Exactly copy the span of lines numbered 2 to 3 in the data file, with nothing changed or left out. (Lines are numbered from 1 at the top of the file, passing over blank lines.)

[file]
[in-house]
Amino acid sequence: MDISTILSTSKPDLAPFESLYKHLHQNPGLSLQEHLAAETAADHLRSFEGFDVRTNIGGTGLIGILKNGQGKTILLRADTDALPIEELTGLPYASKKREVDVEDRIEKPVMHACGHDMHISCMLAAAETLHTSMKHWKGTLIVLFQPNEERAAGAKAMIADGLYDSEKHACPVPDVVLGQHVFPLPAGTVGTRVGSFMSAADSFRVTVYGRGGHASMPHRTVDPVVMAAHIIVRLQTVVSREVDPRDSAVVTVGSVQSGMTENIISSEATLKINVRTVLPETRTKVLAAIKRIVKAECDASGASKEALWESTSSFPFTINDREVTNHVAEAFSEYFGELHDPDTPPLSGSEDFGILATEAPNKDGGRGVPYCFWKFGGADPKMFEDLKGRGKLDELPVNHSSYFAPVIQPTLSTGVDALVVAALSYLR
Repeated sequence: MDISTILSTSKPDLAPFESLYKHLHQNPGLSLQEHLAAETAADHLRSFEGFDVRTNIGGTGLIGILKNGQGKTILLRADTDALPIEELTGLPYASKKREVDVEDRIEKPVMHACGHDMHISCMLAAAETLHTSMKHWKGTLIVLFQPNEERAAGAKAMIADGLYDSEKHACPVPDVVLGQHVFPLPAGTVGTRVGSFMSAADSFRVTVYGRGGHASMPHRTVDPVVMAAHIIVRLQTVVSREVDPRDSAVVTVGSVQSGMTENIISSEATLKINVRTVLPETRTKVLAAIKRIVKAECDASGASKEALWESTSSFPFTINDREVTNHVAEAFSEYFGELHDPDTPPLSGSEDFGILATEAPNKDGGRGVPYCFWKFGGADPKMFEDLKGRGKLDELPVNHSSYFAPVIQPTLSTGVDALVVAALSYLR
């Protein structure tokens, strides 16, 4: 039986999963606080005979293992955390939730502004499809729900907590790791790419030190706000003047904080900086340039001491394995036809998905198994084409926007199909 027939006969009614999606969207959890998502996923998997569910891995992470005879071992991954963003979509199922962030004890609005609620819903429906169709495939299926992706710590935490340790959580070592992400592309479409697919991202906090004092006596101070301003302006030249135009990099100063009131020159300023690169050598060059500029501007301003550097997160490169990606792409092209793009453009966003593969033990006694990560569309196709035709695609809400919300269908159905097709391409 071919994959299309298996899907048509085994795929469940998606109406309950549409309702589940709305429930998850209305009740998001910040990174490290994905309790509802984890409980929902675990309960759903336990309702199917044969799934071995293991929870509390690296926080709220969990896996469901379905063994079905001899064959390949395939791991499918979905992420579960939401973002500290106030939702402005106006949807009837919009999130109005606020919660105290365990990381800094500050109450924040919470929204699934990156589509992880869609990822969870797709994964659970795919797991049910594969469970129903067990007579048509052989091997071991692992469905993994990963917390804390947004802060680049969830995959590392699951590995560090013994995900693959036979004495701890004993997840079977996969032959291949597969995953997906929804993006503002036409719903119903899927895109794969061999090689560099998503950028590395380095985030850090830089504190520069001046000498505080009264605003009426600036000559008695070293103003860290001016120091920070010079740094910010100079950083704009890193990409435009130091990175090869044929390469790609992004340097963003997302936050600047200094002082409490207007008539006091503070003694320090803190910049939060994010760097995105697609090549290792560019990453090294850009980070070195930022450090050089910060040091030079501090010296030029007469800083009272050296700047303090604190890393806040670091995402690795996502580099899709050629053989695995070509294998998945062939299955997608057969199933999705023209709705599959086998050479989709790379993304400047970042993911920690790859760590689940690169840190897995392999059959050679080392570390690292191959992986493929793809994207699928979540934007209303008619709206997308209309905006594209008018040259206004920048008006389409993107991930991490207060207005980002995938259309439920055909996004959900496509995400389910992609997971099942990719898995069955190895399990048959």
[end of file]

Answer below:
Amino acid sequence: MDISTILSTSKPDLAPFESLYKHLHQNPGLSLQEHLAAETAADHLRSFEGFDVRTNIGGTGLIGILKNGQGKTILLRADTDALPIEELTGLPYASKKREVDVEDRIEKPVMHACGHDMHISCMLAAAETLHTSMKHWKGTLIVLFQPNEERAAGAKAMIADGLYDSEKHACPVPDVVLGQHVFPLPAGTVGTRVGSFMSAADSFRVTVYGRGGHASMPHRTVDPVVMAAHIIVRLQTVVSREVDPRDSAVVTVGSVQSGMTENIISSEATLKINVRTVLPETRTKVLAAIKRIVKAECDASGASKEALWESTSSFPFTINDREVTNHVAEAFSEYFGELHDPDTPPLSGSEDFGILATEAPNKDGGRGVPYCFWKFGGADPKMFEDLKGRGKLDELPVNHSSYFAPVIQPTLSTGVDALVVAALSYLR
Repeated sequence: MDISTILSTSKPDLAPFESLYKHLHQNPGLSLQEHLAAETAADHLRSFEGFDVRTNIGGTGLIGILKNGQGKTILLRADTDALPIEELTGLPYASKKREVDVEDRIEKPVMHACGHDMHISCMLAAAETLHTSMKHWKGTLIVLFQPNEERAAGAKAMIADGLYDSEKHACPVPDVVLGQHVFPLPAGTVGTRVGSFMSAADSFRVTVYGRGGHASMPHRTVDPVVMAAHIIVRLQTVVSREVDPRDSAVVTVGSVQSGMTENIISSEATLKINVRTVLPETRTKVLAAIKRIVKAECDASGASKEALWESTSSFPFTINDREVTNHVAEAFSEYFGELHDPDTPPLSGSEDFGILATEAPNKDGGRGVPYCFWKFGGADPKMFEDLKGRGKLDELPVNHSSYFAPVIQPTLSTGVDALVVAALSYLR